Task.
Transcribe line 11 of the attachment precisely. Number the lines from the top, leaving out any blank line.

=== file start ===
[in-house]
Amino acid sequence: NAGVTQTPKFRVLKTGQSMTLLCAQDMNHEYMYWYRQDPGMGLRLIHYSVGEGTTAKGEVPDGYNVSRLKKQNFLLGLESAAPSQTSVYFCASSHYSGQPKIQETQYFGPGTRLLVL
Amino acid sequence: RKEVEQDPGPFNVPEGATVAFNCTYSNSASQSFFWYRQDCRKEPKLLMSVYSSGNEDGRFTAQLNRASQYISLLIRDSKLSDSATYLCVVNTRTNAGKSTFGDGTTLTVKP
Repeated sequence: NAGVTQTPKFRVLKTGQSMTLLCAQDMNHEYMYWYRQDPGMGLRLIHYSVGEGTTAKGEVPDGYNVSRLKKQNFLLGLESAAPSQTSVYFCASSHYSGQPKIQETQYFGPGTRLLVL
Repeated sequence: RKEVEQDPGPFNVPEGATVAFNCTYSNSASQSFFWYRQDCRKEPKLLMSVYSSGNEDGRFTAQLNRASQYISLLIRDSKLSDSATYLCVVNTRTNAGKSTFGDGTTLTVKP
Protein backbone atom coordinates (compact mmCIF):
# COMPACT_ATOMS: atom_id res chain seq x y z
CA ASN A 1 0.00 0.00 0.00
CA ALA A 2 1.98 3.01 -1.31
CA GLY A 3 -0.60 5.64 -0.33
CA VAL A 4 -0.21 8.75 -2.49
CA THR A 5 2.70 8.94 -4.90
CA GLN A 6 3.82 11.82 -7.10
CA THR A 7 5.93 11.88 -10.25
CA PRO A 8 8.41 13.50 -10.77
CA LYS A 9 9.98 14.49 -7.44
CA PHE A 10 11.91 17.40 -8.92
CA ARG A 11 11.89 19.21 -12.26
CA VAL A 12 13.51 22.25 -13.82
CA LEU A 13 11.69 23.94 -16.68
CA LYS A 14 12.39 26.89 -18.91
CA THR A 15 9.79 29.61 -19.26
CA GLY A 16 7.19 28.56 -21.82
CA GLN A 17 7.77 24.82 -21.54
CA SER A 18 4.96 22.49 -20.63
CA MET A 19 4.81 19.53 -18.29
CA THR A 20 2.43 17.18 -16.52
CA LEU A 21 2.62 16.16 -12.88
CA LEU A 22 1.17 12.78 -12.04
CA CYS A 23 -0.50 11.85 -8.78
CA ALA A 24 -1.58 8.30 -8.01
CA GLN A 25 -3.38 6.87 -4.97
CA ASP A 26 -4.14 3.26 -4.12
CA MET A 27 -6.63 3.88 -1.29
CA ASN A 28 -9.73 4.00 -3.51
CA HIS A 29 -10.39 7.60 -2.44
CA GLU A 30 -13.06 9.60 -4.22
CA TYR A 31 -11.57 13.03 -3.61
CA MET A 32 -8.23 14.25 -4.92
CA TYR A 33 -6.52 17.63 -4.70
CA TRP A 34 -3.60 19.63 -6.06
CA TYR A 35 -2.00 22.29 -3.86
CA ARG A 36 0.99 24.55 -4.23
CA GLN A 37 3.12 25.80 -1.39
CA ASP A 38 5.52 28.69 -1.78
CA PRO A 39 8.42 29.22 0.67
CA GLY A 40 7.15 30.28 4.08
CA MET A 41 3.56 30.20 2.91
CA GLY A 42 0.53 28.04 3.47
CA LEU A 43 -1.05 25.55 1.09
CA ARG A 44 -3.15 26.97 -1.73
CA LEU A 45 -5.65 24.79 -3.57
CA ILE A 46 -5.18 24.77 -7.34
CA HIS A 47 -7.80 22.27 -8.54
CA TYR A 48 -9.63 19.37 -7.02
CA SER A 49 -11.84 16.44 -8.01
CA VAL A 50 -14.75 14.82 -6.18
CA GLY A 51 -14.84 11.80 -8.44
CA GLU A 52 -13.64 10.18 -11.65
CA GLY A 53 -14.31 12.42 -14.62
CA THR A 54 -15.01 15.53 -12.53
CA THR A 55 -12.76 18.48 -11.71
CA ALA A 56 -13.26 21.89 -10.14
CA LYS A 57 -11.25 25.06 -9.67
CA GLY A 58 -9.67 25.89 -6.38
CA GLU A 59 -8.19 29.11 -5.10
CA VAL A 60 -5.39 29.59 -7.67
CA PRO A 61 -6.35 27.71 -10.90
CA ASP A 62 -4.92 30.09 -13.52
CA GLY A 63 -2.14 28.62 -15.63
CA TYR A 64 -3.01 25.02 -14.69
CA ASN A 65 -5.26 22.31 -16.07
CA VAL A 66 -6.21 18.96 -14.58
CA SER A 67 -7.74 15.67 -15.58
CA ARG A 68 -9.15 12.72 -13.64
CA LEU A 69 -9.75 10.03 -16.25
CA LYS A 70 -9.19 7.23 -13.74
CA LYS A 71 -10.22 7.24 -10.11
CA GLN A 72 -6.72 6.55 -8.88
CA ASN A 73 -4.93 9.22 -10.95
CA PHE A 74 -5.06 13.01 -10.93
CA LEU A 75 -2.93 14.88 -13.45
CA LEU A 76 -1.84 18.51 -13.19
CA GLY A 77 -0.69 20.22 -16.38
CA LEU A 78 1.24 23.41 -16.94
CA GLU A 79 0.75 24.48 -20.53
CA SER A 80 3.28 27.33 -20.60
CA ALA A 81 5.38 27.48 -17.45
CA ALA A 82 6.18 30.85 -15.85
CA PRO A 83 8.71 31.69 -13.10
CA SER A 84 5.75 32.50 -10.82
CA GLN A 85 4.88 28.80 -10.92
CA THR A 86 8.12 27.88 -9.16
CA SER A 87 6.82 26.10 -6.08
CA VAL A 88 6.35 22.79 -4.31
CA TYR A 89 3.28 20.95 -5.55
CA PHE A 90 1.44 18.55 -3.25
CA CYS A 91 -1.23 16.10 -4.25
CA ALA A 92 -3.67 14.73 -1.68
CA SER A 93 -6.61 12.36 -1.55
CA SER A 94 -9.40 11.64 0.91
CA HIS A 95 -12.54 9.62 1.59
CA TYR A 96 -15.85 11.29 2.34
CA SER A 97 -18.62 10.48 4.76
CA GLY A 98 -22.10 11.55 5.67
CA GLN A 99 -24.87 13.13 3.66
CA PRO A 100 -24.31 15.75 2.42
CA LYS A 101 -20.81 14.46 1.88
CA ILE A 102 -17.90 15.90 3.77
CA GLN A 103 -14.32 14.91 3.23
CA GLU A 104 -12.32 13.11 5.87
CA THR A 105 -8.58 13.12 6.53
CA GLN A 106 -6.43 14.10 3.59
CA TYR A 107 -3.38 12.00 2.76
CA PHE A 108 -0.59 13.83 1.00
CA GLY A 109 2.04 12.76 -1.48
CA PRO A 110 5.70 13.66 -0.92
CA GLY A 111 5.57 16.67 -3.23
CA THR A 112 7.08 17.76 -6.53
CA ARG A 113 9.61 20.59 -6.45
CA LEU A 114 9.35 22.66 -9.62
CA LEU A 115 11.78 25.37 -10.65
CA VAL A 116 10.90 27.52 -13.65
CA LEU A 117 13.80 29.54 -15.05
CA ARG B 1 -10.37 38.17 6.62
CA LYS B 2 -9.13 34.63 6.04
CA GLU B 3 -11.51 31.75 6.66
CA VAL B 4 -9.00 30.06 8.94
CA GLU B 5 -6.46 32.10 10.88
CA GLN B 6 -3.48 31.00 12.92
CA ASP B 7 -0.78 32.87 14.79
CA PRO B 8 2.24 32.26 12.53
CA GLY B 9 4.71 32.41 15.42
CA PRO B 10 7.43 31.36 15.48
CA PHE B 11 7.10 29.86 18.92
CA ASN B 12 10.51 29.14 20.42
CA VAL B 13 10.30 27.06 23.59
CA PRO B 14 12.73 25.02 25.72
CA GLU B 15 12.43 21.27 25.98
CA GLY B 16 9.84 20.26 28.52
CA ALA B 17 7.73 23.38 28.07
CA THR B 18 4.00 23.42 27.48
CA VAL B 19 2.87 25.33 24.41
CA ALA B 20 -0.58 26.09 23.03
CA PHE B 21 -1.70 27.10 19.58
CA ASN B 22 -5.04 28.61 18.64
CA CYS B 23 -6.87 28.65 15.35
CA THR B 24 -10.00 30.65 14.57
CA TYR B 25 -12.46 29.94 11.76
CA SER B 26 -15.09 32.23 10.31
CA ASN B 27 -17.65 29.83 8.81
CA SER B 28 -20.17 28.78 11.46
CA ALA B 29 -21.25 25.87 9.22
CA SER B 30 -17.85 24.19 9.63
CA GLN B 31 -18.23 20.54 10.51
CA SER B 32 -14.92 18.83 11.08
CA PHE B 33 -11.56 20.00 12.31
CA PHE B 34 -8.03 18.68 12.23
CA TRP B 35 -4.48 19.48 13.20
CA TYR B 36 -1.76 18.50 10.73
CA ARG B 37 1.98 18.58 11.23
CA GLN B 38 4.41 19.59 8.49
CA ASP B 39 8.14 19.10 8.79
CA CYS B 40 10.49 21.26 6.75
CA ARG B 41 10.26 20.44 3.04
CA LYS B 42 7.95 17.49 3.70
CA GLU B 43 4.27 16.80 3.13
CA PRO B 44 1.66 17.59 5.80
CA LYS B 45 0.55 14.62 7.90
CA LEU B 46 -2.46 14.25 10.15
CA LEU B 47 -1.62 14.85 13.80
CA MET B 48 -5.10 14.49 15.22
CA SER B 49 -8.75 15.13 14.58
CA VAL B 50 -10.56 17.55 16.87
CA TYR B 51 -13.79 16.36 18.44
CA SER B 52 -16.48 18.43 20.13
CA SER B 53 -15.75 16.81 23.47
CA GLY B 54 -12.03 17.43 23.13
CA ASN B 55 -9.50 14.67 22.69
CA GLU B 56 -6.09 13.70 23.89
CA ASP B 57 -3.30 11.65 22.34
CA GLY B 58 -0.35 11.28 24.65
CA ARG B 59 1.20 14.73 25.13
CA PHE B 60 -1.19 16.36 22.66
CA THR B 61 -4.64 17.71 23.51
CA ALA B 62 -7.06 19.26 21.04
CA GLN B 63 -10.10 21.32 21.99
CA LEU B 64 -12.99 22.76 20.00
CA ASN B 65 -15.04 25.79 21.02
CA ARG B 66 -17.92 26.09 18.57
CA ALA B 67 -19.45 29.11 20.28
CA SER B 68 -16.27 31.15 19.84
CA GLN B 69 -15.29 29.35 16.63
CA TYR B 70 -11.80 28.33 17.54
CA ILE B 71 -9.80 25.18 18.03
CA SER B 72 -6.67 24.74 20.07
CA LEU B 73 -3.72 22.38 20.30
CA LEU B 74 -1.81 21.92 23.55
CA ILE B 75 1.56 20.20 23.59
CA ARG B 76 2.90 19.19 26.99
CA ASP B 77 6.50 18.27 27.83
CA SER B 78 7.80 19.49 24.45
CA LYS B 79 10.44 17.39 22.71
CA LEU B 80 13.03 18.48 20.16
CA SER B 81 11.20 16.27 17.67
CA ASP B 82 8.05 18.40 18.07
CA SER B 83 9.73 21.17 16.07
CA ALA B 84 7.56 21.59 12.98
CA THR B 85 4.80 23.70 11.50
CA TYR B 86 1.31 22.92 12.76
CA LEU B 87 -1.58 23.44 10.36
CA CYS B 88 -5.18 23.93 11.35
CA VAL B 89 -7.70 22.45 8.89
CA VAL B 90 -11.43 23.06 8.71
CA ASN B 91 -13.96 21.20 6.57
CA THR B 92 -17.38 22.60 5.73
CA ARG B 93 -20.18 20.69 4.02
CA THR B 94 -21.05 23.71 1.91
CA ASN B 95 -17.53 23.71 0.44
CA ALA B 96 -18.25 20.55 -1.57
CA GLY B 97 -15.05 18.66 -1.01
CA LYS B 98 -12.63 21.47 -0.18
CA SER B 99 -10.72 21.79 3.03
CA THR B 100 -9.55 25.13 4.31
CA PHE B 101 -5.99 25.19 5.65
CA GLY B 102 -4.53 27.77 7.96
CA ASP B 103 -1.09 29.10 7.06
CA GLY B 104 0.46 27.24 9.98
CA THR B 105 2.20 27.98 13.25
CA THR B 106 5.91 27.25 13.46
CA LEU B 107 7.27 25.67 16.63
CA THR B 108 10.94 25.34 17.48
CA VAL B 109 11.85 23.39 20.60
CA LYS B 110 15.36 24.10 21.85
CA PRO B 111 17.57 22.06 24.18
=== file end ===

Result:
CA VAL A 4 -0.21 8.75 -2.49